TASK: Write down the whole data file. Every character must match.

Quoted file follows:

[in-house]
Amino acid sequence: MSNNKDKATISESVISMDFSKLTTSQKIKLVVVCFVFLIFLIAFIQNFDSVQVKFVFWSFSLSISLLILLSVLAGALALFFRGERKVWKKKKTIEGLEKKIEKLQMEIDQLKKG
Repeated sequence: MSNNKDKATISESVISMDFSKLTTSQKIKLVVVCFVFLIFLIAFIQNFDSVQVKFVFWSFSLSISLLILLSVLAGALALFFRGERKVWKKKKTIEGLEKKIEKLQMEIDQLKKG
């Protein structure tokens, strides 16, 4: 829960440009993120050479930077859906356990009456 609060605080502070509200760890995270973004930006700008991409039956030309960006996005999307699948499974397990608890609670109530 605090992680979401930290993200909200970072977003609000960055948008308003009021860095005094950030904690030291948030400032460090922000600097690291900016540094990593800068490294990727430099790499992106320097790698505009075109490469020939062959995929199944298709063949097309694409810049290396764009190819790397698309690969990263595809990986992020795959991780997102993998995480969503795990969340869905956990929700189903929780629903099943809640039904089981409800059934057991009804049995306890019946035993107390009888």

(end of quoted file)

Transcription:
[in-house]
Amino acid sequence: MSNNKDKATISESVISMDFSKLTTSQKIKLVVVCFVFLIFLIAFIQNFDSVQVKFVFWSFSLSISLLILLSVLAGALALFFRGERKVWKKKKTIEGLEKKIEKLQMEIDQLKKG
Repeated sequence: MSNNKDKATISESVISMDFSKLTTSQKIKLVVVCFVFLIFLIAFIQNFDSVQVKFVFWSFSLSISLLILLSVLAGALALFFRGERKVWKKKKTIEGLEKKIEKLQMEIDQLKKG
């Protein structure tokens, strides 16, 4: 829960440009993120050479930077859906356990009456 609060605080502070509200760890995270973004930006700008991409039956030309960006996005999307699948499974397990608890609670109530 605090992680979401930290993200909200970072977003609000960055948008308003009021860095005094950030904690030291948030400032460090922000600097690291900016540094990593800068490294990727430099790499992106320097790698505009075109490469020939062959995929199944298709063949097309694409810049290396764009190819790397698309690969990263595809990986992020795959991780997102993998995480969503795990969340869905956990929700189903929780629903099943809640039904089981409800059934057991009804049995306890019946035993107390009888």